Adjust your exposure settings in advance
Once you have found some gorgeous window light to work in and checked your setting then it is time to meter the light and find the exposure you need for these shots. If you listen to the podcast you will know that I recommend you always spot meter the light from the brightest part of the face in these situations. When you do this you will find the perfect exposure for this pool of light and you can keep your settings the same throughout the time your subject is in this particular area. (as long as the light remains constant of course).
If my subjects are very young I won’t even use their faces to meter the light or check for catch lights etc. I use an adult or even a doll instead and I just let the kids continue to do their own thing. Anything to reduce their time in front of that camera is a good thing believe me!
If metering the light is not something you are a familiar with then you should definitely check out my Auto to Manual for Beginners course. It’s the perfect way to learn this quickly and thoroughly.
Finding your light and sorting out your exposure settings in advance like this, and without involving the kids, will mean that you are not asking for their co-operation for a second longer than necessary. When you begin the shoot you should be 100% ready to go in terms of light and camera settings.
Have a conversation!
No matter what age the kids are, if you don’t know them overly well beforehand, then you must make sure you have a chat with them first. Honestly, even babies! Get down to their level and speak softly to them with a warm smile on your face. If they are at the conversation stage, ask them about themselves and let them tell you whatever they want to. If they are shy, give them some space and some time to get used to you in the room.
Whether they are your own kids or someone else’s, if they are old enough to understand, talk them through what is about to happen. Talk to them about where you have found this gorgeous light and tell them you are going to let them have some fun in it! Show them where the light starts and ends so they are aware of the space but don’t tell them that they can’t move from it. It is your job to keep them there and I am going to help you with that in the next episode in this series.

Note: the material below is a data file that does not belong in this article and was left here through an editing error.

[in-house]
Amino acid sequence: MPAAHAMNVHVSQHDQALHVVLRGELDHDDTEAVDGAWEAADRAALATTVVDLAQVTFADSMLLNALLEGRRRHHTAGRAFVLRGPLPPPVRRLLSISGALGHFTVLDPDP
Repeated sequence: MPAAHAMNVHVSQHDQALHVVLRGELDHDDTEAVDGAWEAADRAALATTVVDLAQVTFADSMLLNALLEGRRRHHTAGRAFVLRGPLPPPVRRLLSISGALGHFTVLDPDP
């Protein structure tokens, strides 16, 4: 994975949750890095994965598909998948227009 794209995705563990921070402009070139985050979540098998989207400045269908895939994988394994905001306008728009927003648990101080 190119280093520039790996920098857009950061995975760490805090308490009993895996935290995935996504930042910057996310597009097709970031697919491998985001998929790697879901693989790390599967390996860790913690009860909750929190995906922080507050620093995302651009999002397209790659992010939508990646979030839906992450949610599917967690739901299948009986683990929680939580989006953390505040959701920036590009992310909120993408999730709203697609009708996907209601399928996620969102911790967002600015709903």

Let them see and touch your camera
If you are willing to, then show your mini models your camera and let them touch it – with the lens cap on! I often let the kids I am photographing look at some images on the screen and I ask them if they would like to be on there. I might even let them take a photograph of their sibling or parent. As long as I am holding the camera with them I really don’t mind.
Of course, you will have to make your own judgment and common sense here but allowing your little subjects to familiarise themselves with this alien object can make your life easier during the shoot.
Be realistic about time
The time you are going to have before the shoot goes downhill will vary drastically depending on the age of the kids and their temperament. If you go into that shoot expecting to get an hour of perfect playing and sweet smiling and joyful moments then you are going to be crying into your coffee later on!
Kids don’t want to have their photograph taken continuously for an hour. Would you?
Expect your time in this light to be brief and just ensure that you are wasting none of this time at all by following the advice I have given you in points 1, 2 and 3. When those kids are ready to go – you need to be ready too!
This means that even if you only get 5 minutes before little Johnny has a meltdown then at least you spent that 5 minutes shooting and not faffing about with your camera settings and arranging a bribe!
If you go in with low expectations and end up getting 30 minutes of pure gold then HAPPY DAYS – and what are you giving those children because I want some to give to mine! 😉
Three’s a crowd (and prepping your helper)
An assistant can be really handy when you are photographing kids, especially if your subjects are young. I like to have a helper for sure. However, more than one helper can be hindrance! One other adult or older child in the room is more than enough. Giving the kids too many people to look at or listen to can lead to confusion and upset.
Be sure to prep your helper. Tell them what you want their role to be. They won’t think you are rude – they will just be glad to know how they can assist you!
I always ask that no one but me gives direction to the kids. The last thing I want is for my helper to be speaking to them when I am trying to get them to look somewhere else or for the kids to be getting a telling off from someone when I am trying to capture happiness and joy.
An assistant is simply there to do what you ask them to do. So be sure to let them know what you want from them and use them to make your task easier.
I will go into how you can make the best use of an assistant on Monday when I am going to be talking about how to keep kids in one place long enough to take their photographs indoors.
In the meantime remember to sign up for my window light webinar if you haven’t done so already.
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Until next time!